Become a Member
Guides and Reports
Show All »
Metrics & ROI
Search Engine Marketing
More Marketing Topics »
Professional Development Solutions
Schedule of Events
Virtual Conference Series
Products and Services
Post a Question
Quick Start Guide
Find and Post Jobs
Real-World Education for Modern Marketers
Join Over 624,000 Marketing Professionals
Ask your question ... sign up today! It's FREE!
Just for Fun
MProfs PRO Seminar Q&A
Search more Know-How Exchange Q&A from Marketing Experts
This question has been answered, and points have been awarded.
Template For Marketing Campaign Management
1/17/2007 at 3:40 PM ET
I'm a B2B outbound marketing guy... and my business is evolving so that I'm performing a number of business to business "micro-campaigns" to vertical markets on behalf of some of my specialized clients. For example, one of my "one hour per day" clients wants me to target ten distinct markets (I'm currently "focused" on 3 of them) - and I need a way to keep all that information straight.
For example, some info related to campaigns for a client, such as lists of references, key benefits, geography, type of decision maker targeted, introductory offer, collateral, hot buttons, etc. will differ on a campaign by campaign basis. And clearly there is helpful reference information related to markets, such as trade shows, events, blogs and opinion leaders...
The idea would be that the "plan" (recommendations for better names welcomed) would be a status document, updated and improved over time. I'm thinking of using PDF format so that the client can't simply make changes and expect me to see them... (or expect me to automatically agree with the changes...).
From a project management point of view, I'd try to avoid putting dates and specific action items in the "plan" - I'd probably email the PDF, and in my email, discuss the 3 or 4 most important things each of us needs to work on.
Does anyone know of a "campaign" checklist or template or status report or something? Thanks in advance.
1/17/2007 at 5:24 PM
OK, Dave...let's see what we can make of this.
Let's address new name. Believe it or not, since I first hired you, I have been thinking about this. Dave is a nice name, but Gregor seems more European (lol). Seriously, I like names like:
TeleComm Services International
I certainly believe your reporting format needs to be revised. Perhaps one of the other colleagues in the forum can assist with that development. I think you do need, in your reporting, to provide a time sheet, along with the response, follow-up options...etc.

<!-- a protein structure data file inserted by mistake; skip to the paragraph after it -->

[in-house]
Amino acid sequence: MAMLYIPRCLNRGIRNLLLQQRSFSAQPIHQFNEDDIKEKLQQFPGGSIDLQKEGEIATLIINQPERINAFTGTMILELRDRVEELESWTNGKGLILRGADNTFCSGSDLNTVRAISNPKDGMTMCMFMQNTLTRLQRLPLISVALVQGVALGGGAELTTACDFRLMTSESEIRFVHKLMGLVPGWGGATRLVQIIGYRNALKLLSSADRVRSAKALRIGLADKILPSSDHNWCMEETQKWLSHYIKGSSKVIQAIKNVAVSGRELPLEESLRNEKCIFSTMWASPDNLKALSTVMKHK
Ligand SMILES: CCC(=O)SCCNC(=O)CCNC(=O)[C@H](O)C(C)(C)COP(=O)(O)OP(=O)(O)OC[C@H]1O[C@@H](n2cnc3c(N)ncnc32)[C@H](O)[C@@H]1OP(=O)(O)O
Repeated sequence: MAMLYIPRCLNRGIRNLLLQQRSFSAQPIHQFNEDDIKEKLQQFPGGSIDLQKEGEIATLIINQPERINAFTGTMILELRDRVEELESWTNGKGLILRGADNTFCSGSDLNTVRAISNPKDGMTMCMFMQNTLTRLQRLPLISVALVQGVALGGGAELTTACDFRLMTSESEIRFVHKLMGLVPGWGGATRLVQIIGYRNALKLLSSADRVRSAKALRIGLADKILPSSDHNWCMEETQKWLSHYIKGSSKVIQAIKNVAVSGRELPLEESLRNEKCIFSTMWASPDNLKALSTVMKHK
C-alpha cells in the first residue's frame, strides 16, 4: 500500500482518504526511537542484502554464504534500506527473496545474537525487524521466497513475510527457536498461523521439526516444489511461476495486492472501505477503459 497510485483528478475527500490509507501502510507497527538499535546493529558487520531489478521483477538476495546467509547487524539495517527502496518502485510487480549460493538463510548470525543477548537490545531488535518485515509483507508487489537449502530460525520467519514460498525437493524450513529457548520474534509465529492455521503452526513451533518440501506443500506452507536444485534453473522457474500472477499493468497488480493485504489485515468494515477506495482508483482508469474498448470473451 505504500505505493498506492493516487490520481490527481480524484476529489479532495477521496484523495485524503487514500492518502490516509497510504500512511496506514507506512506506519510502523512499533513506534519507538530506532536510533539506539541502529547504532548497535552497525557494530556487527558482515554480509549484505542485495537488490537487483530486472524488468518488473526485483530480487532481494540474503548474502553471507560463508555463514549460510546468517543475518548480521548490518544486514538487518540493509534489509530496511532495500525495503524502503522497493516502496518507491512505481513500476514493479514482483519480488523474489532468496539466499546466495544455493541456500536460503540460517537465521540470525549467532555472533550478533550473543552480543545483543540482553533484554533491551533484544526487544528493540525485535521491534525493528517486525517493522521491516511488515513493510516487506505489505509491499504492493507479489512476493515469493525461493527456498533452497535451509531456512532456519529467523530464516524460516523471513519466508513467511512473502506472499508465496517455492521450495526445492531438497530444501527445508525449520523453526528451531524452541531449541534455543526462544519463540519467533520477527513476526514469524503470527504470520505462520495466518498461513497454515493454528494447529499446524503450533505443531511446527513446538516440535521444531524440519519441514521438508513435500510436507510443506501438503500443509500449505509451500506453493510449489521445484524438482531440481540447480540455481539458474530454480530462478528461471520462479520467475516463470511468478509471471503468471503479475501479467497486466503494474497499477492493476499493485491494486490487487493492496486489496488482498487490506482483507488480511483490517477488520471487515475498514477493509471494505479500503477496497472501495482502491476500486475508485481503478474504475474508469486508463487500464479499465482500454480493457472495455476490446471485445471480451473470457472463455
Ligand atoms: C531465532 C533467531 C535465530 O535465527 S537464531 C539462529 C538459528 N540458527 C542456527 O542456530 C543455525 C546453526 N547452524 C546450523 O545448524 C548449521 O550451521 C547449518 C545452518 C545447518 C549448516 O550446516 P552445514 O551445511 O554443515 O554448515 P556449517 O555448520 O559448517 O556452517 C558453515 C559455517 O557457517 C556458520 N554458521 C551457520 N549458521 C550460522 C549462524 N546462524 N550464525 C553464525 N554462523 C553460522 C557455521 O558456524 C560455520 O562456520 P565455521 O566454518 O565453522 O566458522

Make a list of everything you do during your 'tele' process and make that available to the client.
I'd like to also see your recommendations, based upon the information you get, direct from the contact.
Am I clear on any of this, Dave? If not...send me an eMail, and we'll hash it out.
1/17/2007 at 5:44 PM
Randall, thanks very much for the input. It seems to me your comments deal primarily with post-call reporting (hours spent, call results, etc.)
For most of my projects, I'm researching companies, making phone calls, and sending emails and letters as follow-up to phone calls. There are things you do before the first phone call, things you do during the calls, and things you do after the calls.
While I agree that post-call reporting could be improved, I'm more interested in the documenting some of the "pre-call" strategy - who should I call, why should I call them, etc. For example, if I'm planning a tactic where I would look at
to see which firms are hiring Oracle engineers - I need to write that down somewhere. For a given campaign - which SIC codes am I targeting? What number of employees? etc... If I'm implementing three or four tactics on behalf of a client - it is even more important to keep them straight. The results will come later.
1/17/2007 at 6:10 PM
Got it. Will get back w/you.
1/17/2007 at 8:23 PM
If you want something at a high level, let me suggest a format we used at P&G to track the projects and report progress to management. It was called "Plans for Improving the Business," or P4ITB.
It always had to fit on one sheet of paper (requiring strict prioritization), and the column headings were: Project Name/Objective, Key Dates/Milestones, Next Step (what will happen next and by when), Responsible Party. The rows were the individual projects.
Each month we would update the documents, and management would compare what we said we'd do last month to what we actually did this month to spot possible snags in the workflow.
Does this sound like a format that would address your issue? It's at a high level, but it can probably be adapted to fit your needs.
1/17/2007 at 9:07 PM